No Credits: 60
Contact: J. Fehr, Interim Chair, Business and Technology Division; D. Morris, Program Coordinator
Learn about the interconnection and impact between law and business, government, and public administration using a multidisciplinary approach. The study of law is not an isolated field; instead, it involves many related areas such as business, political science, philosophy, economics, and social sciences. The require core courses and the General Education courses serve as a foundatin for the Legal Studies program. Students select one of three program elective groups to focus their studies.
Law and American Civilization group focuses on the nature of law and its role in American society. Students will study the impact of laws using sociology, history, political science, communication, and philosophy. This elective group prepares students to pursue a Bachelor’s degree for further study of American culture, politics, and policy-making.
Public Administration and Policy group focuses on American government, public administration, politics, and policy. Students will study political science, history, and philosophy. This elective group prepares students to pursue a Bachelor’s degree for further study of the interconnection of law, business, politics, and public administration.
Legal Assistant group focuses on legal research, legal analysis, legal writing, and case management. This elective group prepares students to pursue a Bachelor’s degree in paralegal studies. Students may also choose to enter the work force (private law firms, legal departments in the private sector, government.)
All three elective groups emphasize analytical reasoning, critical thinking, and writing. During the one-credit program capstone course, students select a project that relates to their selected elective group.
The maximum number of credits allowed in transfer from other institutions to this program is 45.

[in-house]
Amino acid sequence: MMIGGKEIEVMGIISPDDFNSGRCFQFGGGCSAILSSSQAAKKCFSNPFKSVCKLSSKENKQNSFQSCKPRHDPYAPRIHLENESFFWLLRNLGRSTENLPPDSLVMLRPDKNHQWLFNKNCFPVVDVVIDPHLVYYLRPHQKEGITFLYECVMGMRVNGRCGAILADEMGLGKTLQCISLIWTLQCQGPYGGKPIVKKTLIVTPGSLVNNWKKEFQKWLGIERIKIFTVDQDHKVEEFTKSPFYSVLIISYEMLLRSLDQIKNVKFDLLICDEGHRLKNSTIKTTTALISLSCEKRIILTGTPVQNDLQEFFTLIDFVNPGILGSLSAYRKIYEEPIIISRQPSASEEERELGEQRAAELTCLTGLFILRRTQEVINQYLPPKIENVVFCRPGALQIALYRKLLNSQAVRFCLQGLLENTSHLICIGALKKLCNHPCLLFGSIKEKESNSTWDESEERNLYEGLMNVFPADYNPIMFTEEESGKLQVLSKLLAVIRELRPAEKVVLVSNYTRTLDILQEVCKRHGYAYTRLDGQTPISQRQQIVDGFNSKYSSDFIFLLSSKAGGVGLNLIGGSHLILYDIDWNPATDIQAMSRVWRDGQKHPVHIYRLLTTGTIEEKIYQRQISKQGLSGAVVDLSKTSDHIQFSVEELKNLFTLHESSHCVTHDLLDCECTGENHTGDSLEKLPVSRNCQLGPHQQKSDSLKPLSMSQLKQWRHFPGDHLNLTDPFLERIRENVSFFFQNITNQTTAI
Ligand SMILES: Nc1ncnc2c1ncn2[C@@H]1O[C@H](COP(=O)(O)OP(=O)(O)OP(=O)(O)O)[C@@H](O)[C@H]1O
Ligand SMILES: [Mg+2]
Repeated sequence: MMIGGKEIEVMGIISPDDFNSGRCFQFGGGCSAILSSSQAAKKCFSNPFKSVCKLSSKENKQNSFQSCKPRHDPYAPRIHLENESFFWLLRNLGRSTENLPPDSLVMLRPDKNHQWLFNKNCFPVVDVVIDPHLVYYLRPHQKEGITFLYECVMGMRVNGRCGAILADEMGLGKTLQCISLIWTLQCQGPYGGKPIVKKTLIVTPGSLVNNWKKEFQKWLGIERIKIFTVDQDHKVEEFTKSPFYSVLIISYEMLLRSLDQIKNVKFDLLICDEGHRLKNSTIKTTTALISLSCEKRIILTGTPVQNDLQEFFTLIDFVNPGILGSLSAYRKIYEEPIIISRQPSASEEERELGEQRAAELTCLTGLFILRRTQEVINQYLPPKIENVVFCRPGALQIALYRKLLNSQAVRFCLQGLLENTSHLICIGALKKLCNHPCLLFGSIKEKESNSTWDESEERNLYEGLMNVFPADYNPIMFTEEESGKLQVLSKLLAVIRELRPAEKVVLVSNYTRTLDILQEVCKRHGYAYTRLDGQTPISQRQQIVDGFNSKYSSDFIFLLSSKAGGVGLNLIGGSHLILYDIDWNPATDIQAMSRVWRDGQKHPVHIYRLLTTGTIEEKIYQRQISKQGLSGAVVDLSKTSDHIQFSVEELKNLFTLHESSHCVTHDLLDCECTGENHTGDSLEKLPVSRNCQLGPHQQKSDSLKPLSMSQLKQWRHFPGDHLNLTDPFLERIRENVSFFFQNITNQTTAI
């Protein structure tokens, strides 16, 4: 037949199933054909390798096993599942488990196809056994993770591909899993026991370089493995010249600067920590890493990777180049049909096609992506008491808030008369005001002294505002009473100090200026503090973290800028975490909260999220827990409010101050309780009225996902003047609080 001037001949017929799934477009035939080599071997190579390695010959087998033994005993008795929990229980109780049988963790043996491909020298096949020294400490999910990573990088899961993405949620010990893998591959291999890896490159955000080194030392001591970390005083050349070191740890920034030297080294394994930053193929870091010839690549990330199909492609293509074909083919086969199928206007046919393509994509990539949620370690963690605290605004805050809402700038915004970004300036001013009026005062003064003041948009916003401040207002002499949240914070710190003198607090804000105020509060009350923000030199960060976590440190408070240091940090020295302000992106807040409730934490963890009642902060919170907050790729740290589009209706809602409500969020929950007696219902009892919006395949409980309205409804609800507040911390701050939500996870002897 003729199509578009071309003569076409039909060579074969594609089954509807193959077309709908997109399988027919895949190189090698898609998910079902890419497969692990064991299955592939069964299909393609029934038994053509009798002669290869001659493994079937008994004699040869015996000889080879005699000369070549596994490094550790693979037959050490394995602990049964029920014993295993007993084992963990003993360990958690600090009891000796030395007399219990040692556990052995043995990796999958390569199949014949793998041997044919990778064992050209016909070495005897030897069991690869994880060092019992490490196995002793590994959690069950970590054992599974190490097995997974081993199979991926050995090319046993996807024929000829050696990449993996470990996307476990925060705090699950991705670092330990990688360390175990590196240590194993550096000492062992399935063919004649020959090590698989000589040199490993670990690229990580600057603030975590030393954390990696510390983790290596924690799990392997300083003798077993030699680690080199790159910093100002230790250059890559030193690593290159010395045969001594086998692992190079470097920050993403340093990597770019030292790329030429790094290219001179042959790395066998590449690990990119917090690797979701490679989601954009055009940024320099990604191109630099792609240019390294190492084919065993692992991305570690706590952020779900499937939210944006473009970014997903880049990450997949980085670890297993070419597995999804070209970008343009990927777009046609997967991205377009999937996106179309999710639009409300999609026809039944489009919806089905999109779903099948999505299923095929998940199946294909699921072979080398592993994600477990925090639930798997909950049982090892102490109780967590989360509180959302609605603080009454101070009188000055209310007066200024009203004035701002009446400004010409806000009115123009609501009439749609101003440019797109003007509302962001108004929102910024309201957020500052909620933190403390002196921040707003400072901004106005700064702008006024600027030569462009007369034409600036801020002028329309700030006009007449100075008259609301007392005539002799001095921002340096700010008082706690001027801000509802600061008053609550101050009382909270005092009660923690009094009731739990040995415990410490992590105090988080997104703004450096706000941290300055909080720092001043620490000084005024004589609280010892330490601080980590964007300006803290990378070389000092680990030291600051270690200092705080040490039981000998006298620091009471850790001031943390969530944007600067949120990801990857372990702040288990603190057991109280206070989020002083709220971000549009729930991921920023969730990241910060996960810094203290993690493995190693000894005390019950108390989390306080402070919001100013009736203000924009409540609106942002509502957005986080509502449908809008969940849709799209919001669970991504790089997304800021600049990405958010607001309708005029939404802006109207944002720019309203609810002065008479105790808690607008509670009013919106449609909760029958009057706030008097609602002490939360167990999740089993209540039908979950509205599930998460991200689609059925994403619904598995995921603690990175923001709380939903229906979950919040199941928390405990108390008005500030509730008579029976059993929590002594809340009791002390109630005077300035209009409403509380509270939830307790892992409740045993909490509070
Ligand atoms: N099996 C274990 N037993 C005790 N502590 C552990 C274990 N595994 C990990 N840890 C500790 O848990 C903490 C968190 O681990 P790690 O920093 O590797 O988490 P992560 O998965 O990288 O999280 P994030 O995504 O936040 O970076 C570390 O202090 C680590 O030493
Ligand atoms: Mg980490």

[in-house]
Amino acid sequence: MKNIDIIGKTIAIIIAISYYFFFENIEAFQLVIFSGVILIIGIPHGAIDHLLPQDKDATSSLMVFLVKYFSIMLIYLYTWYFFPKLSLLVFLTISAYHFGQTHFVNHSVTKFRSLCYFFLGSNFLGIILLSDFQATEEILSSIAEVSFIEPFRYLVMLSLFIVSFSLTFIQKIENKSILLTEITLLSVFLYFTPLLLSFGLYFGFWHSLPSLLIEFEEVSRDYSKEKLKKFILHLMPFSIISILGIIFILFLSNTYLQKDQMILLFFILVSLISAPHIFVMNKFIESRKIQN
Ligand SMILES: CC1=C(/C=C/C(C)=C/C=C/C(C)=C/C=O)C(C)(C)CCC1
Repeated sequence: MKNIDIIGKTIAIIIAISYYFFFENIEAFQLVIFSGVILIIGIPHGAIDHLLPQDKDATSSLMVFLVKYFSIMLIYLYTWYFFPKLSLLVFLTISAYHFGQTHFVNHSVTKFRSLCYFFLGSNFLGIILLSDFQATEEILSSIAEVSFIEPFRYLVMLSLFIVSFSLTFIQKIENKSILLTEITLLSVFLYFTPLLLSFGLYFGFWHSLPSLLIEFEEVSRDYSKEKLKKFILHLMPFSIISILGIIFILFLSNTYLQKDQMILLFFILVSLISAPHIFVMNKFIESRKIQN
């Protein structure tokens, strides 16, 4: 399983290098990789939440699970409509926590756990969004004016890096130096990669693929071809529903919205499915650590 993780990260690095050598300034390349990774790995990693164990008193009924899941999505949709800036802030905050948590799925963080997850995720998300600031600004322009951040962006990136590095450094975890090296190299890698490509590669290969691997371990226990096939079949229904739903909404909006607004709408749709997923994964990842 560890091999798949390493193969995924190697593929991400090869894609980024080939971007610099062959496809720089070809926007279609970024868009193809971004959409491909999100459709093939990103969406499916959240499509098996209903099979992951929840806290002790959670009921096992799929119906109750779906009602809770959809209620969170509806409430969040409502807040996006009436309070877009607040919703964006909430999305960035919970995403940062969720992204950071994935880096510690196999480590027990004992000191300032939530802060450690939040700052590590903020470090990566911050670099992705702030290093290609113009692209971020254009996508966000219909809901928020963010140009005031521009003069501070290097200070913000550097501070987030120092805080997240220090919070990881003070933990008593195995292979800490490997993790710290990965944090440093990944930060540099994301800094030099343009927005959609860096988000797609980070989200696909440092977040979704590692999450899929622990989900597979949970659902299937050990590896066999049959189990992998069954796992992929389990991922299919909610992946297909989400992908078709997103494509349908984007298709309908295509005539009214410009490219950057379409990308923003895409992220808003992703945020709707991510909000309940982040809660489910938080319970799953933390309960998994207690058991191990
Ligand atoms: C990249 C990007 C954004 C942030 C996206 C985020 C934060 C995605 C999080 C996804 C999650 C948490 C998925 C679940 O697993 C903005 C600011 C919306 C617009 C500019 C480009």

Federal, state, and local government agencies; federal, state, and local administrative agencies; non-profit; associations; private business; human resources, public relations, mediation, lobbying/legislative affairs department, urban/regional planning, health administration, private law offices, courts, banks, real estate.
Students should consult with an advisor or the Program Coordinator early in their studies.
This program of study is part of an articulated partnership with the University of Maryland University College (UMUC). Students successfully meeting the requirements of this associate’s program can transfer the necessary credits to UMUC and complete their Bachelor of Science in Legal Studies.
Student Learning Outcomes:
Core Program Learning Objectives
- Explain the roles, functions, and operations of the American judicial and legislative systems
- Apply knowledge of legal systems, multidisciplinary concepts, and methodologies to identify legal issues
- Recognize the impact that laws and regulations have on society, industries, and individuals using a multidisciplinary approach
- Develop and evaluate several contrasting points of view to the same legal issue
- Demonstrate analytical reasoning, critical thinking, and effective legal writing techniques
Elective Group A: Law & American Civilization
6A. Recognize the nature of law and its role in American Society
7A. Apply knowledge of different environments, cultural settings, ethics, and values to evaluate laws and regulations
Elective Group B: Public Administration & Policy
6B. Analyze policy and management implications from laws, regulations, and politics
7B. Examine legal and political issues critically and analytically
Elective Group C: Legal Assistant
6C. Conduct research using appropriate resources to identify and analyze relevant legal authority applicable to specific factual situations
7C. Properly write legal documents and complete legal forms that are commonly used in private practice and government service
8C. Recognize the steps in the civil litigation process commonly performed by legal assistants